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Observations and Conversations about Commercial Construction, Development and Management

Commercial Construction Checklist for Reviving Stalled Commercial Projects

Distressed Property

Bringing a stalled construction project back to life is easier to do if you perform the right due diligence.

It’s not just foreclosed homes that are looking like a bargain to real estate investors in today’s market, but also distressed commercial assets. Most of these REO commercial properties fall under the multi-family construction sector, but there are also abandoned retail and restaurant spaces, not to mention hotel construction projects that have stalled and are now ripe for the picking.

But, before you purchase a distressed commercial asset, you need to do your due diligence and enlist the pre-construction services of a commercial general contractor to ensure that the price for the property makes sense once you factor in the commercial construction costs for bringing a stalled project back to life.

Here are just a couple things that the best commercial contractors will know need to be answered before you consider taking over a distressed construction project.

  1. First, the property needs to be assessed and you need to determine what was the original intent and where did the previous developer and general contractor leave off?
  2. Is the project so far along in its original intent that you need to complete it that way or is it in a position that you can change direction without losing any previous investment?
  3. What construction costs were expended prior to the project stopping and have those costs been satisfied? I.e., are there any subcontractors that have a lien on the project? When we take over stalled construction projects we try and use the same subs from the original project. Not only are the subs already familiar with the work that needs to be done, but it’s fair and good business.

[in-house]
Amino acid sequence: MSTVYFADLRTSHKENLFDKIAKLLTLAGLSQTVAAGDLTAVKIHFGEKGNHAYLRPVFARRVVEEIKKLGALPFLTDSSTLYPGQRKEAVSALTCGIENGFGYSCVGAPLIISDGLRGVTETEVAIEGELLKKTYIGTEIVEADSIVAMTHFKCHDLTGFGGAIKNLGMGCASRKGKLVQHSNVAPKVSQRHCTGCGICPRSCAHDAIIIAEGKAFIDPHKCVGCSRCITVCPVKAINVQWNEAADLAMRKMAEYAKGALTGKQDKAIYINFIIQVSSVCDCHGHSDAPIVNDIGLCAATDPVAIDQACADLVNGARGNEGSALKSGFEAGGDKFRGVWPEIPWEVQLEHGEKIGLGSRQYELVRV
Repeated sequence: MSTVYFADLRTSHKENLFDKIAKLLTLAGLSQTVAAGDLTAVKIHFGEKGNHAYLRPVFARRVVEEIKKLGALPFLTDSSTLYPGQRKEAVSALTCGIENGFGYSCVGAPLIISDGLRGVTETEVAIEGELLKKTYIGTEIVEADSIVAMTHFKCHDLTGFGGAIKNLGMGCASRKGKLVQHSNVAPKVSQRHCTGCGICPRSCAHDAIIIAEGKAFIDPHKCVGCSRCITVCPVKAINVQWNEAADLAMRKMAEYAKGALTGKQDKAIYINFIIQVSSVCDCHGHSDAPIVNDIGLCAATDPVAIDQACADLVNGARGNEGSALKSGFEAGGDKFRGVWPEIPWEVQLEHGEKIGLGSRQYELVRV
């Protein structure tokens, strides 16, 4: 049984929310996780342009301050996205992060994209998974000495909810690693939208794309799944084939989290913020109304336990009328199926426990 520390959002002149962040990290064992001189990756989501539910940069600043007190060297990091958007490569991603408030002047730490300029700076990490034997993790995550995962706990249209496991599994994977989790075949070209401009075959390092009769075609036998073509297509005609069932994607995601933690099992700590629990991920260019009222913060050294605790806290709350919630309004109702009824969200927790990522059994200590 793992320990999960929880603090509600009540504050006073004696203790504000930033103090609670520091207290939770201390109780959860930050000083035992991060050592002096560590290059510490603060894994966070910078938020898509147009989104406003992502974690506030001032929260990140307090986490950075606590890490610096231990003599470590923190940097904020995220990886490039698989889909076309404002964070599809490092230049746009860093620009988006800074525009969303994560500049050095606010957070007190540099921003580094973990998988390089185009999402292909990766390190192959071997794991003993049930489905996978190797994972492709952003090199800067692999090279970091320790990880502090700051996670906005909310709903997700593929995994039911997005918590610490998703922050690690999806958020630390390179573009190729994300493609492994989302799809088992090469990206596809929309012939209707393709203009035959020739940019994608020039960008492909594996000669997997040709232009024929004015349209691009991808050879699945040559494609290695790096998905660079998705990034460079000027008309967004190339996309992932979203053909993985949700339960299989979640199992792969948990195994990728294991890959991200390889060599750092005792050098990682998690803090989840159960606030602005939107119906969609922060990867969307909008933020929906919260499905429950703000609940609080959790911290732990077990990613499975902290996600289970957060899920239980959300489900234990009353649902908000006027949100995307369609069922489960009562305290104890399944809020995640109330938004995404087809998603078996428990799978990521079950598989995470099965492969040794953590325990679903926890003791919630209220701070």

4. Is the building and construction site secure? Specifically, are the utilities secure? Your GC should check for open power panels and if there are any electrical concerns. Is there any wild water? And if you’re tackling a winter construction project, are there any frozen water valves? Is the gas running wild or has it been shut off properly?
  5. If the REO commercial project you’re looking at still has the same landlord as before, there is the potential that some of the original paperwork is still intact, so you should ask to see what was paid to date, etc.
  6. While you’ll always have access to the original drawings for the project by contacting the municipality, you should also reach out to the architect for additional information. There might also be the chance you need to settle with the architect.
  7. The best general construction contractors will also reach out to the municipality just to let them know you are going to be working on this stalled project. As has been the case in some of our takeover construction projects, municipalities are so excited that work is continuing on an abandoned site that they wave certain fees and costs.
  8. Of course, you should also check to see how the property sits with the municipality and jurisdiction authorities. Are there outside fees that you need to settle with the municipality?
  9. If you are going to follow the original intent of the project, is the permit still in place or do you need to file for a new commercial construction permit?
  10. A good GC will also tell you that contingencies will need to be put into place for this type of work. The commercial construction costs for some items will be cut and dry, while other costs will be unknown as abandoned projects have been known to have hidden construction site demons.

It’s not always easy to just pick up where the previous commercial developer or owner left off, but as general contractors, our job is to educate our clients and make sure they have clear expectations on what it is going to cost to complete a distressed project based on all the pieces we have put together.

Chuck Taylor
Director of Operations
Tel: 847-233-9200 x712

Questions? Comments?
You can reach me at chuck.taylor@englewoodconstruction.com